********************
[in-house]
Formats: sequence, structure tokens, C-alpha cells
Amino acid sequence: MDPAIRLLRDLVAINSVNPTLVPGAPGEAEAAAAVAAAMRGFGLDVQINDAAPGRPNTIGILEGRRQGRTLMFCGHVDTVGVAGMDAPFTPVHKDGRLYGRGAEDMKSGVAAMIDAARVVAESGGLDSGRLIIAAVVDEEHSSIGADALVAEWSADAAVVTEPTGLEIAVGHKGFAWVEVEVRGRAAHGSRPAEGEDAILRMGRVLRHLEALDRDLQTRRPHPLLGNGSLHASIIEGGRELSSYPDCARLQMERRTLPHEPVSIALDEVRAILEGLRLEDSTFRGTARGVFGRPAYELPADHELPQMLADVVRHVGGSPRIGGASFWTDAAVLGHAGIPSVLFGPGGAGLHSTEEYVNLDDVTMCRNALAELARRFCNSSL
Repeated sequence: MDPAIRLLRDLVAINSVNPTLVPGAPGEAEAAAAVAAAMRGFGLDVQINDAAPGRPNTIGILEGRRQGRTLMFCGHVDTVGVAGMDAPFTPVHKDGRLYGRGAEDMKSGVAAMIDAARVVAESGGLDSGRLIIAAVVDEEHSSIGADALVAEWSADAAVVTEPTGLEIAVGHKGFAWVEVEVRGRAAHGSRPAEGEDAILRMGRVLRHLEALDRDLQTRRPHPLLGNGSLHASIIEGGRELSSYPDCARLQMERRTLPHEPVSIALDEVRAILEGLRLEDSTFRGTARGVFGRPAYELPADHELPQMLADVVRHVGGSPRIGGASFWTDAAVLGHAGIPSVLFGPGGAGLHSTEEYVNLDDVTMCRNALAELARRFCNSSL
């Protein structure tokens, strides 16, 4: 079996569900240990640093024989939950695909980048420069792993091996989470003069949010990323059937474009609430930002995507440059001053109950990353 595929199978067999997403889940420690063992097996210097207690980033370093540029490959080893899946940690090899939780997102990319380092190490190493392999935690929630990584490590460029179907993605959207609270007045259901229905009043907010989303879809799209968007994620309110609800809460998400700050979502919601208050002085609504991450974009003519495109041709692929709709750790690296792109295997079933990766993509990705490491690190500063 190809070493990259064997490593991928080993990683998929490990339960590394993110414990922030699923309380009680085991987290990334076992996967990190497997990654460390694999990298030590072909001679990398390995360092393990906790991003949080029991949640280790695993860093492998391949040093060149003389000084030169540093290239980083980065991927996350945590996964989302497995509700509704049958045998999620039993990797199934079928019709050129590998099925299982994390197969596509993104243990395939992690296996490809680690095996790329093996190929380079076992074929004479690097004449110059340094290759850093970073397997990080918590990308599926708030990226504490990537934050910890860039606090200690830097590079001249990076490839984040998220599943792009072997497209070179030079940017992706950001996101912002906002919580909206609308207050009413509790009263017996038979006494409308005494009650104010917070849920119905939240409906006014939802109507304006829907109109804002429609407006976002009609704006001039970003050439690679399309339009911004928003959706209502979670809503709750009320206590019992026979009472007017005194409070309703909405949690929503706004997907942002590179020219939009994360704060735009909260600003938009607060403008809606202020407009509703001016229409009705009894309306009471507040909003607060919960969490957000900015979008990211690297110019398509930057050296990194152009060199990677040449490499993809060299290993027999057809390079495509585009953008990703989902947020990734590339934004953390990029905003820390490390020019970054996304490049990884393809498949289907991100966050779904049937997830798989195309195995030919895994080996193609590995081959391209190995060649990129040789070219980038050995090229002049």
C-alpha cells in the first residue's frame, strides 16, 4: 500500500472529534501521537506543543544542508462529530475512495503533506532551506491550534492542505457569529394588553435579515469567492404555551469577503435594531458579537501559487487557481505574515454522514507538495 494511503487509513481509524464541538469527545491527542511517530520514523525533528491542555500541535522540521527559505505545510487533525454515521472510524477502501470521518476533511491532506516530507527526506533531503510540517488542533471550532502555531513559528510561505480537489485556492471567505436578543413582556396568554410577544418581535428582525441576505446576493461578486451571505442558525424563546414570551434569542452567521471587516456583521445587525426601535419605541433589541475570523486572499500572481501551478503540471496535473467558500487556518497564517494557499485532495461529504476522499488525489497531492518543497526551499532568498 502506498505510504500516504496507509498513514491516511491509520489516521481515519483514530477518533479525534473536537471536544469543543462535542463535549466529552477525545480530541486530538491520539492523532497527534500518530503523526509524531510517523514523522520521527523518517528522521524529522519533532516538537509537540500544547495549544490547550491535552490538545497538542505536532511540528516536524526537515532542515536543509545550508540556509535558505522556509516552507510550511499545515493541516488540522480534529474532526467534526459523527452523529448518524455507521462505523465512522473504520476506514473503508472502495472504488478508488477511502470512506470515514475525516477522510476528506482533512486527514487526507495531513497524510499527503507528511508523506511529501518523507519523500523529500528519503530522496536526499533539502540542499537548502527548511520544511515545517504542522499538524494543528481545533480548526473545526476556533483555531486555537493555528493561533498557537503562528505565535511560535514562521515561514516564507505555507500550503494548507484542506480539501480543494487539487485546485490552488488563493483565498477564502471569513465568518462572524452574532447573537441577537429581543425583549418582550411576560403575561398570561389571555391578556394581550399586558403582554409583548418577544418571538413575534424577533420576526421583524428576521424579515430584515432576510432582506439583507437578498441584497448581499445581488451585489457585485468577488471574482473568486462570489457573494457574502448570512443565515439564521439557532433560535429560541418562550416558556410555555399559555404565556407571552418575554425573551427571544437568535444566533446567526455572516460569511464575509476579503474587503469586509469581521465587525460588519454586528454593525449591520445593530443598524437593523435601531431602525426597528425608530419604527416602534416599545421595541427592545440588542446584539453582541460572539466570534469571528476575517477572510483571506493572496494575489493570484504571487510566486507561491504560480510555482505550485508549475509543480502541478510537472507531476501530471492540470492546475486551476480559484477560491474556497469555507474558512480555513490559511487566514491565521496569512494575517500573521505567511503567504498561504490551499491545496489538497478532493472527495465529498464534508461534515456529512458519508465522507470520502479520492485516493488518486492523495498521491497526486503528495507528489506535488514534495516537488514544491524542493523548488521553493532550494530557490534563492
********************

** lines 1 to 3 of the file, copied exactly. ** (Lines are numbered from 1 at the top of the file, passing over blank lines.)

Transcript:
[in-house]
Formats: sequence, structure tokens, C-alpha cells
Amino acid sequence: MDPAIRLLRDLVAINSVNPTLVPGAPGEAEAAAAVAAAMRGFGLDVQINDAAPGRPNTIGILEGRRQGRTLMFCGHVDTVGVAGMDAPFTPVHKDGRLYGRGAEDMKSGVAAMIDAARVVAESGGLDSGRLIIAAVVDEEHSSIGADALVAEWSADAAVVTEPTGLEIAVGHKGFAWVEVEVRGRAAHGSRPAEGEDAILRMGRVLRHLEALDRDLQTRRPHPLLGNGSLHASIIEGGRELSSYPDCARLQMERRTLPHEPVSIALDEVRAILEGLRLEDSTFRGTARGVFGRPAYELPADHELPQMLADVVRHVGGSPRIGGASFWTDAAVLGHAGIPSVLFGPGGAGLHSTEEYVNLDDVTMCRNALAELARRFCNSSL